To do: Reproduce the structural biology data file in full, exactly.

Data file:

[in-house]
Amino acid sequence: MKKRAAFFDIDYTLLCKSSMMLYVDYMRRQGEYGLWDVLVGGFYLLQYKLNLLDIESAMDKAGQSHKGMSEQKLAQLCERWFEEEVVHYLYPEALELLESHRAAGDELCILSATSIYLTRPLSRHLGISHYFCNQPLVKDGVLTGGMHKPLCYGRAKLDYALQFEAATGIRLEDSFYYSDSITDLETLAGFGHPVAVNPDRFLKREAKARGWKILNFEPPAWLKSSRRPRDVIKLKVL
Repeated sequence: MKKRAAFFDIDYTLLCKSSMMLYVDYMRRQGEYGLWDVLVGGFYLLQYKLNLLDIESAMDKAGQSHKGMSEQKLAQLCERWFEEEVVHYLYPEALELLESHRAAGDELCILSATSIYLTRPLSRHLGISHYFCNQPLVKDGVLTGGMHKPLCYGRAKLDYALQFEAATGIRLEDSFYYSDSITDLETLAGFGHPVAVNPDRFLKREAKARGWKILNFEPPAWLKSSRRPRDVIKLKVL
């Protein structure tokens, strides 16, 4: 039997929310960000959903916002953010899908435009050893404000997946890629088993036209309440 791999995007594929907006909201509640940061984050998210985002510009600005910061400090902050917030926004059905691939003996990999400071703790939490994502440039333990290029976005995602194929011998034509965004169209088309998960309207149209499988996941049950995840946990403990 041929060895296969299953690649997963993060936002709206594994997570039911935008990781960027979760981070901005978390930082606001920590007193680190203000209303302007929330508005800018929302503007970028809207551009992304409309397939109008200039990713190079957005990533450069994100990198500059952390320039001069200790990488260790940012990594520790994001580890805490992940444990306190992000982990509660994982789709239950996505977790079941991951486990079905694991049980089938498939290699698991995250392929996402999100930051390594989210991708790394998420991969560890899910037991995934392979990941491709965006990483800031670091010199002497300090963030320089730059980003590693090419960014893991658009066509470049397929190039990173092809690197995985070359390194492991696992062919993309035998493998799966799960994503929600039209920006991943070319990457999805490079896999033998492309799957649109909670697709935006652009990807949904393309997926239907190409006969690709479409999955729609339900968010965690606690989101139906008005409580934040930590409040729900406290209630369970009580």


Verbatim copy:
[in-house]
Amino acid sequence: MKKRAAFFDIDYTLLCKSSMMLYVDYMRRQGEYGLWDVLVGGFYLLQYKLNLLDIESAMDKAGQSHKGMSEQKLAQLCERWFEEEVVHYLYPEALELLESHRAAGDELCILSATSIYLTRPLSRHLGISHYFCNQPLVKDGVLTGGMHKPLCYGRAKLDYALQFEAATGIRLEDSFYYSDSITDLETLAGFGHPVAVNPDRFLKREAKARGWKILNFEPPAWLKSSRRPRDVIKLKVL
Repeated sequence: MKKRAAFFDIDYTLLCKSSMMLYVDYMRRQGEYGLWDVLVGGFYLLQYKLNLLDIESAMDKAGQSHKGMSEQKLAQLCERWFEEEVVHYLYPEALELLESHRAAGDELCILSATSIYLTRPLSRHLGISHYFCNQPLVKDGVLTGGMHKPLCYGRAKLDYALQFEAATGIRLEDSFYYSDSITDLETLAGFGHPVAVNPDRFLKREAKARGWKILNFEPPAWLKSSRRPRDVIKLKVL
């Protein structure tokens, strides 16, 4: 039997929310960000959903916002953010899908435009050893404000997946890629088993036209309440 791999995007594929907006909201509640940061984050998210985002510009600005910061400090902050917030926004059905691939003996990999400071703790939490994502440039333990290029976005995602194929011998034509965004169209088309998960309207149209499988996941049950995840946990403990 041929060895296969299953690649997963993060936002709206594994997570039911935008990781960027979760981070901005978390930082606001920590007193680190203000209303302007929330508005800018929302503007970028809207551009992304409309397939109008200039990713190079957005990533450069994100990198500059952390320039001069200790990488260790940012990594520790994001580890805490992940444990306190992000982990509660994982789709239950996505977790079941991951486990079905694991049980089938498939290699698991995250392929996402999100930051390594989210991708790394998420991969560890899910037991995934392979990941491709965006990483800031670091010199002497300090963030320089730059980003590693090419960014893991658009066509470049397929190039990173092809690197995985070359390194492991696992062919993309035998493998799966799960994503929600039209920006991943070319990457999805490079896999033998492309799957649109909670697709935006652009990807949904393309997926239907190409006969690709479409999955729609339900968010965690606690989101139906008005409580934040930590409040729900406290209630369970009580």